Update: STL vs Gnulib Performance

Following up on a previous post about the relative performance of STL vs gnulib, this post extends and completes the analysis to include the stl::vector and stl::deque containers. These containers provide a more direct comparison against the Gnulib array-list and carray-list implementations. The results are shown below. Please refer to the previous post on this subject for details on how the results were collected including source code.

DISCLAIMER: Please note that the intent of the post is not to suggest that gnulib should be used instead of STL in C++ programs, but rather to point out that although not part of the C language specification, gnulib offers C programmers a set of containers whose performance is comparable to the STL container performance available to C++ programmers.

Push back (insert at end) performance

Push back (insert at end) performance

Search Performance

Search (unsorted) Performance

Note that the vertical axis represents seconds and the lower the bar for each algorithm, the better.

Based on the above results, it can be seen that the performance of the stl::list is comparable to the gnulib linked_list for both insertions (at the end) and unsorted searching. Gnulib array_list is comparable in implementation to the stl::vector but proves to be almost 2x faster for insertions and ~1.5x slower for searching for this test. The stl::deque is also comparable to the gnulib array_list and proves to be slightly faster for insertions and just under 3x slower for searching.

As a final note, this analysis only performed comparisons based on two tests – push back and unsorted find. This is just an indication of performance and far from complete. The results may well be different if different tests were chosen.

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6 Responses to “Update: STL vs Gnulib Performance”

  1. Nice work.

    It would be interesting to see what the cause for the speed difference is, i.e. to compare the implementations.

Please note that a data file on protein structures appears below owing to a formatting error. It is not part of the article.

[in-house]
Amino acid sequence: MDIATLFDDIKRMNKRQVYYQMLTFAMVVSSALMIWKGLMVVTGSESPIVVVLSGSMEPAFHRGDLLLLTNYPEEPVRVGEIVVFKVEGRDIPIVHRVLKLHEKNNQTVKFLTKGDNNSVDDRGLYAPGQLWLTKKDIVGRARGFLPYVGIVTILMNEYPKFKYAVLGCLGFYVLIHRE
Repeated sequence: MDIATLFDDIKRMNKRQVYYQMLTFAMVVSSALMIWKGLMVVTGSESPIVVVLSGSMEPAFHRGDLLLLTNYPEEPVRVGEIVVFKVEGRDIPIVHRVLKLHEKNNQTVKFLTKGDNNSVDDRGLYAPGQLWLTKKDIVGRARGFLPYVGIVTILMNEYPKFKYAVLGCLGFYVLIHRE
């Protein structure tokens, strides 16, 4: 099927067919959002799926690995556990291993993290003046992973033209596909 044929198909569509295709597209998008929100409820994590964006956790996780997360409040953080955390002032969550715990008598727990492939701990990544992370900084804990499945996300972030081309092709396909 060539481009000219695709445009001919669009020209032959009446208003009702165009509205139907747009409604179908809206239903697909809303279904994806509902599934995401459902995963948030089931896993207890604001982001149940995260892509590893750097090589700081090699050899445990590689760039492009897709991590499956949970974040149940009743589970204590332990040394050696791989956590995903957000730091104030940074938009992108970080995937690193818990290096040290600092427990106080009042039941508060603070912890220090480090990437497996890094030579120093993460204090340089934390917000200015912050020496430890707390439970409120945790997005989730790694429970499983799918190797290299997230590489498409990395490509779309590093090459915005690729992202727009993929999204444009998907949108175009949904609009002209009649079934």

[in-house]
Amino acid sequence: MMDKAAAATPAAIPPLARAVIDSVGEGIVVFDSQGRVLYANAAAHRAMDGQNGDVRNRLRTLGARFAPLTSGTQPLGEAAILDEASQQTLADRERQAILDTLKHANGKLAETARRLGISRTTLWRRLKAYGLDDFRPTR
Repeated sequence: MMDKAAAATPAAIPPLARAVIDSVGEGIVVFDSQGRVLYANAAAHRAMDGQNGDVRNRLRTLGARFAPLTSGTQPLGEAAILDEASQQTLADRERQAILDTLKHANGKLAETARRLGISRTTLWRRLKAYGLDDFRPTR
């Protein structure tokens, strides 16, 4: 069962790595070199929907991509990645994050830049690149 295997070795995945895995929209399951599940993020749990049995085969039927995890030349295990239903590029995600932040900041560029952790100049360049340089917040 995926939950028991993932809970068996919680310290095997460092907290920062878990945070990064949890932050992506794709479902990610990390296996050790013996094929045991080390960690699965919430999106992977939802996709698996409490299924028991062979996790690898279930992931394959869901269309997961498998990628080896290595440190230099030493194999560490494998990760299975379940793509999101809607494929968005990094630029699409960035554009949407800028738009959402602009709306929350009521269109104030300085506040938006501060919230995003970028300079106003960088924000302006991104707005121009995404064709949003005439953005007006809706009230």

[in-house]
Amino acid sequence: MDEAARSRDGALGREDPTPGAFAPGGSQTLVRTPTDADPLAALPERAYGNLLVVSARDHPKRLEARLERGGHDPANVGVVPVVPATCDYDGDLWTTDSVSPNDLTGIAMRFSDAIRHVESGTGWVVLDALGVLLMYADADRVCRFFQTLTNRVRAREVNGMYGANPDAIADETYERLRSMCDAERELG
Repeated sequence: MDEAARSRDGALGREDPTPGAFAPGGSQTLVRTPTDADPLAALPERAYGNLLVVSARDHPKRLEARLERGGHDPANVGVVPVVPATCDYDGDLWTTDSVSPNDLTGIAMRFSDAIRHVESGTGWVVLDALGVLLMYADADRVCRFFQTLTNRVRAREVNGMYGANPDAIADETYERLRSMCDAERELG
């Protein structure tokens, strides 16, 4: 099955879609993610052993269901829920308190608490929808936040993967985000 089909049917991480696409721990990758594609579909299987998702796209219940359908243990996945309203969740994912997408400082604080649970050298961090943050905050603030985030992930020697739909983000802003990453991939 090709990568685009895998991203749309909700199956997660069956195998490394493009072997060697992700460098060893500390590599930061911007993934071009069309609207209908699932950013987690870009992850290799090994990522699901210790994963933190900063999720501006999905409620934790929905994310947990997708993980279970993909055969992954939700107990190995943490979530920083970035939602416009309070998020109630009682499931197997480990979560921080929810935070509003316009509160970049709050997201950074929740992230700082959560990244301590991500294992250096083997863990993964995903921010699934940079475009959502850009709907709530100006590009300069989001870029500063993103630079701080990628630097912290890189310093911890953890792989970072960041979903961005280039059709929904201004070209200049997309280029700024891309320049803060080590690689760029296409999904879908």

2. Mad says:


    I’m having a hard time getting around those graphs. What does the insert graph mean ? I can’t really imagine that inserting one element into a list ( not at the end or beginning but somewhere in the middle ) should be that much slower than doing the same op on a vector.


    P.S.: Now that I read the previous post, I guess having named the “insert” graph “push_back” graph would quickly resolve those questions 🙂

  3. ADL says:

    The numbers are still a little suspicious. “insert” is ambiguous; std::vector is optimized for push_back (append operations), std::deque is optimized for constant time push_back and push_front. If another container is able to do better than the STL implementation you’re using, then it’s a bug in your STL implementation.

    The search chart is more troubling. How exactly are you searching? Both std::vector and std::deque have random access iterators, so you should be able to get log(n) search time – the best possible. std::list only has bi-directional iterators, so by definition it only offers O(n) search time. I suspect you have an unsorted container and are just doing std::find, which just does a linear walk. This is suboptimal, typically when searching a container is an important operation, you ensure the container is sorted and do binary searches.

    I suspect the differences in your chart are due to the methodology you used, but since you haven’t posted the source code I can’t be of any help here. But generally:

    * When inserting, you should be comparing std::vectors push_back to the equivalent in array_list
    * When inserting, you should be comparing std::deque push_front to the equivalent
    * When searching, you should be using the member function search/find etc on the stl containers if present, otherwise use std::binary_search (to test t/f) or std::lower/upper_bound (to actually get the element). And the container, obviously, should be presorted.

    It’d also be helpful if you posted source code when you make such claims.

  4. Stephen Doyle says:

    Hi ADL – See the reference to the previous post for details on methodology and source code. Insert is more correctly named push_back. Searching is using the stl::find algorithm for STL and its an unsorted search. A sorted search is another test.

  5. yoco says:

    What’s your compiler and compile option? Debug version or optimized release version? The result is dramatically different.

  6. Stephen Doyle says:

    yoco – compiler is gcc v4.0.1 and -O2 optimization